When injuries/illnesses create limitations and an employee cannot stay at or return to his/her original position, temporary modifications to the individual’s job will be required or an alternative position may have to be assigned or created. To be properly prepared to deal with this eventuality, employers should identify types of transitional employment strategies in advance so the organization is properly equipped to work with the physician and the Workers’ Compensation claims team. Transitional employment strategies involve two types of work accommodations:
Modified-duty tasks involve changing the person’s original job duties or altering his/her environment to enable that individual to function according to the treating physician’s recommendations until normal activities can be restored. For instance, adjusting the employee’s workstation and/or equipment to minimize significant body motion is one way to meet medical restrictions. Bending, twisting, and lifting are often restricted for a time, and finding creative ways to work around these motions is part of the modified-duty process.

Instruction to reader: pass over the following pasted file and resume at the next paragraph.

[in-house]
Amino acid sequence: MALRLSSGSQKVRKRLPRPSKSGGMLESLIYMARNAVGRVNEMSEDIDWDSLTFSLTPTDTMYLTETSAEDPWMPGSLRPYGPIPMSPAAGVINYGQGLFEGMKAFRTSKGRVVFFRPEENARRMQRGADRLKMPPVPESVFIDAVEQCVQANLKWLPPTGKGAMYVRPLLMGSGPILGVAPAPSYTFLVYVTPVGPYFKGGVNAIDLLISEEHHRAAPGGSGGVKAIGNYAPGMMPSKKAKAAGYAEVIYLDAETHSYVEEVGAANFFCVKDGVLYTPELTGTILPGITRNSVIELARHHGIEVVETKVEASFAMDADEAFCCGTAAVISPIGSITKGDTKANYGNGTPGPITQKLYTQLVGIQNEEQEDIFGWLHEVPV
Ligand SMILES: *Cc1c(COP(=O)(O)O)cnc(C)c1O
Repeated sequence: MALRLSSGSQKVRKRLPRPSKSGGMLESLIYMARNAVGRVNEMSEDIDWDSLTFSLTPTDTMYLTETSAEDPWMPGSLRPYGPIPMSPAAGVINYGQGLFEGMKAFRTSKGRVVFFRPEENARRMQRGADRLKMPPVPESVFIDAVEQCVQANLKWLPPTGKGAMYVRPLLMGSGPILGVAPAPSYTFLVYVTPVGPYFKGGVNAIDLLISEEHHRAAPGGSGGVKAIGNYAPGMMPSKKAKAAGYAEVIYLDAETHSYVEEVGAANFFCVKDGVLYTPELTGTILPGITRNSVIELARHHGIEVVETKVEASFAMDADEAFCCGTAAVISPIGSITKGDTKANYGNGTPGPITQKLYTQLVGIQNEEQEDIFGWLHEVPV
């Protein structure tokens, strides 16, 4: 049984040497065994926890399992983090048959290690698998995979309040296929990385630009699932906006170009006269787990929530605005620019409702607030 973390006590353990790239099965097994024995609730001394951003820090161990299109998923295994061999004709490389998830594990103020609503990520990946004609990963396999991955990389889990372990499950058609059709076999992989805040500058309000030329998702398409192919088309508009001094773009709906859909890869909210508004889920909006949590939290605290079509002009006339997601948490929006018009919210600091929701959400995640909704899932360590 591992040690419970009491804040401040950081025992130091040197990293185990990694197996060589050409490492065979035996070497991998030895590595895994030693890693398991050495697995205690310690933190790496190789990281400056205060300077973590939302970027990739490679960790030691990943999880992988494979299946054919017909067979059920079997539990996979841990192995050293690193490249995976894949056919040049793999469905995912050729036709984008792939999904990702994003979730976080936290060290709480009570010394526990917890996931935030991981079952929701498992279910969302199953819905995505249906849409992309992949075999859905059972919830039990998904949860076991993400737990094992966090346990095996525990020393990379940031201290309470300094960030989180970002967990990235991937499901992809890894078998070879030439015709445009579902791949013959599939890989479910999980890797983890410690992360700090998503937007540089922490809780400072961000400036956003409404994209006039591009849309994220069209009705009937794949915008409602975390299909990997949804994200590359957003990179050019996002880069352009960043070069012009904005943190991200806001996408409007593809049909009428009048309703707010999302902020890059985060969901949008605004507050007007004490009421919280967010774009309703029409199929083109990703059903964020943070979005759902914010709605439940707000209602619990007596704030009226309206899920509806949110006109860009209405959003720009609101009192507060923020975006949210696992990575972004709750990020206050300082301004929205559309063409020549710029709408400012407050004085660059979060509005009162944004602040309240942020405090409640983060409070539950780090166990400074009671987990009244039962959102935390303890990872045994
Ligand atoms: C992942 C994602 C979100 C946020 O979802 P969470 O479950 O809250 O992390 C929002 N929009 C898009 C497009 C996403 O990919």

When no outlets for modification to a position exist, an alternative assignment might be necessary. Alternative work involves reassigning the employee to another job which either already exists or must be created to match the employee’s physical capabilities. If you look around a workplace, probably dozens of simple jobs can be identified to form a “pool” of supplemental activities from which to create an alternative-work assignment.